Following last year’s entertaining but somewhat rote Thor: The Dark World and Iron Man 3, Marvel has kicked off 2014’s annual blockbuster season with one of its best pictures to date. Captain America: The Winter Soldier is a witty, snappily paced hybrid of spy thriller and comic book mayhem.
The sequel to Captain America: The First Avenger plunges the super soldier (again played by Chris Evans) into the murkiness of the world after the war on terror and Edward Snowden’s revelations about US government spying. The Winter Soldier leaves behind the breezy retro futurism of the first film, channelling instead the post-Watergate cynicism of 1970s political thrillers like Three Days of the Condor and The Parallax View.
The film sees Steve Rogers, aka Captain America, struggle to make sense of a moral universe that is greyer than the one he left behind when he fell into a cryogenic sleep near the end of World War 2. His straight-arrow ethics seem out of place in Shield, the shadowy government agency that has recruited him to further the causes of security and freedom.
When enemy agents compromise Shield and put the life of its shady director Nick Fury (Samuel L Jackson) in danger, it is up to Captain America and his allies to do what it takes to protect liberty and restore order. In the meanwhile, an elite enemy assassin known as the Winter Soldier is hunting them and Shield is pursuing them as suspected traitors.
Directors Anthony and Joe Russo achieve fine a balance between political intrigue, superheroics and humour in their film. Their handling of a character created in the 1940s, one whose code of honour may today seem as quaint as his costume, is clever and confident.
Rather than mocking him with irony, they juxtapose his values with today’s realities and find the world of today coming up short. And realising that his powers — super strength, super speed, a rather nice shield — are a bit mundane compared to those of many other heroes in the Marvel canon, they’ve surrounded him with a compelling story and interesting characters.
For a team best known for comedic work on television, the Russo brothers show great instinct for shooting action. With the exception of the bloated endgame, they forsake the super-powered, mass destruction of the other Marvel films for smaller, closer combat encounters. The muscular opening sequence — a ship infiltration — is a standout.
As we’ve come to expect from Marvel’s productions, casting and acting is excellent. This time, Evans shades the Captain with the melancholy of a man living in the past without losing the idealism that defines him. Scarlett Johansson, appearing yet again as Shield agent Natasha Romanoff/Black Widow, also shows a more vulnerable side to her character.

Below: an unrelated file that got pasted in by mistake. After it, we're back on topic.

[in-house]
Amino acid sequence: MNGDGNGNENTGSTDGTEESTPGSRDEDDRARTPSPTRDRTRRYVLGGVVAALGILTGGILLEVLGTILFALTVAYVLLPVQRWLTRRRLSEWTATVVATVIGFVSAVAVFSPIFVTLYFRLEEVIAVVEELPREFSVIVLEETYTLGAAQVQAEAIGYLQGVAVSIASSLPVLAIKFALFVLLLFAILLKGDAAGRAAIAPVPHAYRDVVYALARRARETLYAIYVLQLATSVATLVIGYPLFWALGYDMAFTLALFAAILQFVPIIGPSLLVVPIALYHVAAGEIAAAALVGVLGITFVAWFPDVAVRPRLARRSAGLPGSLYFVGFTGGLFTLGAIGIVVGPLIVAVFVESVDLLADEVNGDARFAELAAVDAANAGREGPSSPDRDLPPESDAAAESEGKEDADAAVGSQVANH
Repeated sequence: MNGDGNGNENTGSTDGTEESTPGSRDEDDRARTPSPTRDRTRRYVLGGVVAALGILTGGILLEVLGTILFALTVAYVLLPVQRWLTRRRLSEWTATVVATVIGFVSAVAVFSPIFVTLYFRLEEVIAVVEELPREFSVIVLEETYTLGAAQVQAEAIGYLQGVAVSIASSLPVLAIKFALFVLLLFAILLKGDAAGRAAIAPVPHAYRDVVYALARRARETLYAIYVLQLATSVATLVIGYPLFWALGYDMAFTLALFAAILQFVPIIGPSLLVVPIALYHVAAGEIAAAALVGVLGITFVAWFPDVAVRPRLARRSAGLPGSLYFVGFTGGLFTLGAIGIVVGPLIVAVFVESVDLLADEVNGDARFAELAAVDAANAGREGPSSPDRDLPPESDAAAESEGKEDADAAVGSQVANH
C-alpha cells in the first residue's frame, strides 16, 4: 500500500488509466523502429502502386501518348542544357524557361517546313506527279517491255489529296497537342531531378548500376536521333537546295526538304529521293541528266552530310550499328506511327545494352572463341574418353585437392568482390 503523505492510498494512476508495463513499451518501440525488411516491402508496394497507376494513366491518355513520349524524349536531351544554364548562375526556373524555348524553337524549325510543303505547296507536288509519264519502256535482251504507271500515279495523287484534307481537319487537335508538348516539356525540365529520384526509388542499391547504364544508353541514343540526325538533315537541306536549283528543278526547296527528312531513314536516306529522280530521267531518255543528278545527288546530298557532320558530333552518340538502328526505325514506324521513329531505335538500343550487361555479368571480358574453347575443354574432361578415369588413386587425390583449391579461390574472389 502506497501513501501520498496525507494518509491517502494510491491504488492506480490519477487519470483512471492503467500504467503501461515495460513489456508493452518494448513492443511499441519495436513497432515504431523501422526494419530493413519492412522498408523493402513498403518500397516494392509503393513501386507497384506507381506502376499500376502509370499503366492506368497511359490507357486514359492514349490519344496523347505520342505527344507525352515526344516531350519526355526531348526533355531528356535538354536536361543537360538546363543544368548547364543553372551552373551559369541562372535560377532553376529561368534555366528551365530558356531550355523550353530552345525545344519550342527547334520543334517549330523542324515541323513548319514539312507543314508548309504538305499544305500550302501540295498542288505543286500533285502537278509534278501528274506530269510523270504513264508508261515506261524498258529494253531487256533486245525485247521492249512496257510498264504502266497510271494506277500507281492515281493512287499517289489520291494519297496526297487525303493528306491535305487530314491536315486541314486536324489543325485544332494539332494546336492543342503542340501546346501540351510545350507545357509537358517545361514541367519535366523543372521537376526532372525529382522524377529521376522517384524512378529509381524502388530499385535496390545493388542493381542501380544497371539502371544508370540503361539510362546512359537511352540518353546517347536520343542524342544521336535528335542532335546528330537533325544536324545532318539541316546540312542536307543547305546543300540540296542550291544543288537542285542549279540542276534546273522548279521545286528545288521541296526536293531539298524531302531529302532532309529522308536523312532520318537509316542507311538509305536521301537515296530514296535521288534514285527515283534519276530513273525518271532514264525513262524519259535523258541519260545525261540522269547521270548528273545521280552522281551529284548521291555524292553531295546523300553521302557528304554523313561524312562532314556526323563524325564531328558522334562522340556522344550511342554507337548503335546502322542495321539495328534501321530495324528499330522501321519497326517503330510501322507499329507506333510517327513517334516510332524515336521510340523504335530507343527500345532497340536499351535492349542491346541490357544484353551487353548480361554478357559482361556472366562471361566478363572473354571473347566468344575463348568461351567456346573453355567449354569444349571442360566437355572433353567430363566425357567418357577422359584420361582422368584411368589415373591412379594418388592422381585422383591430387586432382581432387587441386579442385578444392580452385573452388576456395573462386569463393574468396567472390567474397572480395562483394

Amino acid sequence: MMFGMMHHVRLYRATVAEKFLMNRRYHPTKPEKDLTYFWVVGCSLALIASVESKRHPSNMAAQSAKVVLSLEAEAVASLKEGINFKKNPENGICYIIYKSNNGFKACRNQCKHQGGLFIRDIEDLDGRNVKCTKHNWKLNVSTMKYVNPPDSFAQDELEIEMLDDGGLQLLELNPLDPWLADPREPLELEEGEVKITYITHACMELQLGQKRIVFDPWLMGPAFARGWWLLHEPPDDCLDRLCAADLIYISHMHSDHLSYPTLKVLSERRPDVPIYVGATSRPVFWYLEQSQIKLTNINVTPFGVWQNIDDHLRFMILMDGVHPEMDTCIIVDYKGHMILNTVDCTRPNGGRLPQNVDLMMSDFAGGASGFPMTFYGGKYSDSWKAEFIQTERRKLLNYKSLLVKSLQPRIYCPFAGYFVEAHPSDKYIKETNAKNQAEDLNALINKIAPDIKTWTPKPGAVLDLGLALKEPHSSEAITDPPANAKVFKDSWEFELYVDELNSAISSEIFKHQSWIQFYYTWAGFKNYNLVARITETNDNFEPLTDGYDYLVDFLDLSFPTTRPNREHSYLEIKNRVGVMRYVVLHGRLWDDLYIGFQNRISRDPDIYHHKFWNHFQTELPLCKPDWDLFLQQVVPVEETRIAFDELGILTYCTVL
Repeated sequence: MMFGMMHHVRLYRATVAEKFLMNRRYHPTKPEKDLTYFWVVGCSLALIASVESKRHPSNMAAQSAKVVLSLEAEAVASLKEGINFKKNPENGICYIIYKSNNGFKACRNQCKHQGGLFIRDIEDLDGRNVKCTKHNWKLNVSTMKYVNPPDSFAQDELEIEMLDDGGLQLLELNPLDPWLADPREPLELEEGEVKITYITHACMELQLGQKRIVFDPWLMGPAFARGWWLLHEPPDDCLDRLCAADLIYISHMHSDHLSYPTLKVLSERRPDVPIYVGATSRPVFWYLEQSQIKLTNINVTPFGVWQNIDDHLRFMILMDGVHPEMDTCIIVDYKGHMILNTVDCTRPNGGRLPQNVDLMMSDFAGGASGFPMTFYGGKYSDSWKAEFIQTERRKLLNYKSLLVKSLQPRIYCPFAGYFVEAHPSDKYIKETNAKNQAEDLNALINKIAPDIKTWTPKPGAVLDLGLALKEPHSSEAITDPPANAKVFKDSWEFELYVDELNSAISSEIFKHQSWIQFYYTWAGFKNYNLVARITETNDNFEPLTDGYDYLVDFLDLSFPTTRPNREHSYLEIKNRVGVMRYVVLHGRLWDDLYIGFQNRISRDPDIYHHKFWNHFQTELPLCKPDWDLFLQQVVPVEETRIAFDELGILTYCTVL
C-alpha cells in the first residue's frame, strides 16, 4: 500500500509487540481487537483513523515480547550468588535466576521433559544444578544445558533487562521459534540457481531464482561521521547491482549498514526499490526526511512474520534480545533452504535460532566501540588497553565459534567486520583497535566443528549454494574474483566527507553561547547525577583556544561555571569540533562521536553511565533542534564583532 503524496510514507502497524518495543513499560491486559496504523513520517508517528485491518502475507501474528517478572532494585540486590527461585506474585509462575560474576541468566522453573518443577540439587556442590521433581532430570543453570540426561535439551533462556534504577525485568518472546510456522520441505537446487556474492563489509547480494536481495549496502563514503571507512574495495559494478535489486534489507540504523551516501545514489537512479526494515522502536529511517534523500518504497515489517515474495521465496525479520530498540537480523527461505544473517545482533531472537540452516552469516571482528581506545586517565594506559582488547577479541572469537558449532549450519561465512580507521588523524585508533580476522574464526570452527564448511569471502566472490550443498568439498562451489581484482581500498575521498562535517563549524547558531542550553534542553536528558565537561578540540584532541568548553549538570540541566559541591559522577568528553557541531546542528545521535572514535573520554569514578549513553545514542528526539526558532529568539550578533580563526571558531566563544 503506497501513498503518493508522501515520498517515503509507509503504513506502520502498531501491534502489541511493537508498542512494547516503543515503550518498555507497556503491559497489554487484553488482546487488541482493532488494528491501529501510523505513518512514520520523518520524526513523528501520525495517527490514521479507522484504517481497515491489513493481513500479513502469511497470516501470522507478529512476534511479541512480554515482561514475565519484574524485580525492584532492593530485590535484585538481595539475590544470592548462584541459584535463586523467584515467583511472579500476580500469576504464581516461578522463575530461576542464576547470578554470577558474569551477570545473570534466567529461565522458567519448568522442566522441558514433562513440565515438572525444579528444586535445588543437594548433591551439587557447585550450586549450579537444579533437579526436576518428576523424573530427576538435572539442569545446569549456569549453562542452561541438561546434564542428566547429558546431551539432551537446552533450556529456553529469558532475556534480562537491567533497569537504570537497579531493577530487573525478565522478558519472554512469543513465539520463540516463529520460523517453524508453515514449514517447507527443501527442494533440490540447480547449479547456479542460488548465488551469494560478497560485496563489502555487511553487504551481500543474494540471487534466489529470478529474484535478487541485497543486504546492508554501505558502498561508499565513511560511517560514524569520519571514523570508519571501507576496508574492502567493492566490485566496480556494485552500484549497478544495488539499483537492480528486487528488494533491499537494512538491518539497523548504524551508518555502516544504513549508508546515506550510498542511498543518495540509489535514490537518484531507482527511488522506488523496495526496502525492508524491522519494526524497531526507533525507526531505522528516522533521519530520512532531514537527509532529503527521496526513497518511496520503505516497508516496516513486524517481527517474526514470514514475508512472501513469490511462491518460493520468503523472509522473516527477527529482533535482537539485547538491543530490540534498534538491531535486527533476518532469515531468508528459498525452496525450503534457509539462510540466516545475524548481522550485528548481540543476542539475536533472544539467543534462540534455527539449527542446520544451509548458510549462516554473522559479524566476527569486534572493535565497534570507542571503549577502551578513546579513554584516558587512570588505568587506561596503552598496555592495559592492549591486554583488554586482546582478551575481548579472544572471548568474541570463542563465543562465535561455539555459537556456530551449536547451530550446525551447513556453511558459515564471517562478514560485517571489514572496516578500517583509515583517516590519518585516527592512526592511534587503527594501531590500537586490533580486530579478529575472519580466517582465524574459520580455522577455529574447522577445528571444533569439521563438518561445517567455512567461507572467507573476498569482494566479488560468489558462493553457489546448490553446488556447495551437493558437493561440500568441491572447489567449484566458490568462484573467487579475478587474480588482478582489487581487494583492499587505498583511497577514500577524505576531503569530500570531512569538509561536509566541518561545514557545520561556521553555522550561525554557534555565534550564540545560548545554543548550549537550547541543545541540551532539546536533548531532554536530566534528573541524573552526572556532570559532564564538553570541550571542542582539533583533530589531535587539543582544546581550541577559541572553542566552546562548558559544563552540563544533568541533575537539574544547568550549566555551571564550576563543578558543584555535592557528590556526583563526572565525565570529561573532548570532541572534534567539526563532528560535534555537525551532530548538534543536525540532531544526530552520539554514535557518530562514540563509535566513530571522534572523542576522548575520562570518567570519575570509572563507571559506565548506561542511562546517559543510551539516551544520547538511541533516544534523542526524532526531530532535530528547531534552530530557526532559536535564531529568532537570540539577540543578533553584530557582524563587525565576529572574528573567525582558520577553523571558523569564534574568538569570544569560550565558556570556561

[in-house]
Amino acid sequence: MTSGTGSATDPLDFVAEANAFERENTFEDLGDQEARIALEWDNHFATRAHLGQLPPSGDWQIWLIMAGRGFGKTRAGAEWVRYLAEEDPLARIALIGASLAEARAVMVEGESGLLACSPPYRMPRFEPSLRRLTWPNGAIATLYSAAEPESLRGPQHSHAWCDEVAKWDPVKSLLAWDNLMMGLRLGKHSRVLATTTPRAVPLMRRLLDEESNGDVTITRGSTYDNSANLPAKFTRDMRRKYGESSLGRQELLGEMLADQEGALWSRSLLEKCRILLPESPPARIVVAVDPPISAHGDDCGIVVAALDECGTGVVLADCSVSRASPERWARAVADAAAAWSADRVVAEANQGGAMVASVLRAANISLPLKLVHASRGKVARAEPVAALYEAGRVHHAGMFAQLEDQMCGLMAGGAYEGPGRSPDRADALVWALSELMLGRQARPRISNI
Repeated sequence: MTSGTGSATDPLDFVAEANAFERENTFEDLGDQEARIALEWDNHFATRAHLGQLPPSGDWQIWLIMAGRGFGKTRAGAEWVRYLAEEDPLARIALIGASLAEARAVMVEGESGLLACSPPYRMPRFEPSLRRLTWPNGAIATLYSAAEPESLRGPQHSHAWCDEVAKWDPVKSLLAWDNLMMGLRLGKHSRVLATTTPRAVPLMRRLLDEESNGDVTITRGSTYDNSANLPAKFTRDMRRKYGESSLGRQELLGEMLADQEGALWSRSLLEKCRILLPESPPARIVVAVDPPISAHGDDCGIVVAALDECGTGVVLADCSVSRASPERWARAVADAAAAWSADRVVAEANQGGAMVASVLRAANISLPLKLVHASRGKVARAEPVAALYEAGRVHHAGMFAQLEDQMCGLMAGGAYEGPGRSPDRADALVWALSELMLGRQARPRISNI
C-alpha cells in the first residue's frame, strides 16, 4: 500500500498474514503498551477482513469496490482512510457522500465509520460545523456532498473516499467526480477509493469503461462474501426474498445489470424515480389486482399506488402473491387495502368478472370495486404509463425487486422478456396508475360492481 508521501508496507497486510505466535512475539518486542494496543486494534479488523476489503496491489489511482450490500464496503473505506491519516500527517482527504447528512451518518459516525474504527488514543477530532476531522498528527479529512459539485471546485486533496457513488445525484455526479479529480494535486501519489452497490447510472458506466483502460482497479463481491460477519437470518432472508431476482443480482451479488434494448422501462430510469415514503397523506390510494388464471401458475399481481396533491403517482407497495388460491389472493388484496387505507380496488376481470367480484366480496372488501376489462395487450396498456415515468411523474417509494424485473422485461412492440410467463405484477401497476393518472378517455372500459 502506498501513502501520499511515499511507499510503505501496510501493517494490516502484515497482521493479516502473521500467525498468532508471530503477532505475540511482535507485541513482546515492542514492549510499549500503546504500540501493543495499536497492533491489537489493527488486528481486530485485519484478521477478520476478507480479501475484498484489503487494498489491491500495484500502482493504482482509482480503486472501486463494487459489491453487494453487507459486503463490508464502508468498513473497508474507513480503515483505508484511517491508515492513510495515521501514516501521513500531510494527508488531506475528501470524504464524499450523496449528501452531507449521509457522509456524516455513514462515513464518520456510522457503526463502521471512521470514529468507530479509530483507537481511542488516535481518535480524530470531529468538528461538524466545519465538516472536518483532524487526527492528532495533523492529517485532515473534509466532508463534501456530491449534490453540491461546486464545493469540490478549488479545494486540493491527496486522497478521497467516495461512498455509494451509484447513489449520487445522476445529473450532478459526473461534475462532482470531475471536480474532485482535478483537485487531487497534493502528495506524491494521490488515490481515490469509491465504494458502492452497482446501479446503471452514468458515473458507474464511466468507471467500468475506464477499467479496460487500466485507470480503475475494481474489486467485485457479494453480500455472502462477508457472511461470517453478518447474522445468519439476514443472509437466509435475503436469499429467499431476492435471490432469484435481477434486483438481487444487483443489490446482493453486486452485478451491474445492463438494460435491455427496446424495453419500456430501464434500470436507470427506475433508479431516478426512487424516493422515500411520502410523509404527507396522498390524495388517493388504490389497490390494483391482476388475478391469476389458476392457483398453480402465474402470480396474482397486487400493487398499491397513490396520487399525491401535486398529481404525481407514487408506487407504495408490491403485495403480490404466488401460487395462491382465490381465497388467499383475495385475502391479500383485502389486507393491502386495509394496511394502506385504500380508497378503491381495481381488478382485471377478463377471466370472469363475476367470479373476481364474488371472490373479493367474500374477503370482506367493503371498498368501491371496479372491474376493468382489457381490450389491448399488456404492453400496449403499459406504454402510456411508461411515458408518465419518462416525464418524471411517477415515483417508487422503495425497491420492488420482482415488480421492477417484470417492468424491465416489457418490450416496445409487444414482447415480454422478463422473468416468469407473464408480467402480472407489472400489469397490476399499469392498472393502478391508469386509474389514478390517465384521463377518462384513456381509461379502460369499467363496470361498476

The chemistry between the two — one nostalgic for a simpler past, the other trying to leave behind a dirty history — is one of the film’s highlights. They’re joined by a new ally in the form of Anthony Mackie’s Sam Wilson/Falcon, who has an easy charisma when he’s on the ground but looks rather daft when he’s wearing his military issue wings.
Jackson’s calculating and ruthless Nick Fury is as entertaining to watch as ever. Robert Redford, cast in homage to his parts in Three Days of the Condor and All the President’s Men, grounds the spy thriller part of the film with gravitas. Less successful is Sebastian Stan as the Winter Soldier, a villain who barely registers as a threat.
The Winter Soldier has its flaws — a plot and story beats that are a little too predictable, a bit of character clutter (seriously, what is the bird-man doing in the film?), and some belabouring of its freedom versus safety theme — but this is great popcorn entertainment.
The film lets its characters breathe, it stays light without getting too goofy, and it has plenty of Easter eggs for anyone with an interest in the Marvel comic universe. Where Iron Man 3 and Thor: The Dark World left me fatigued with Marvel’s films, The Winter Soldier makes me excited to see what happens when Captain America and the other Avengers assemble again for Age of Ultron in 2015. — (c) 2014 NewsCentral Media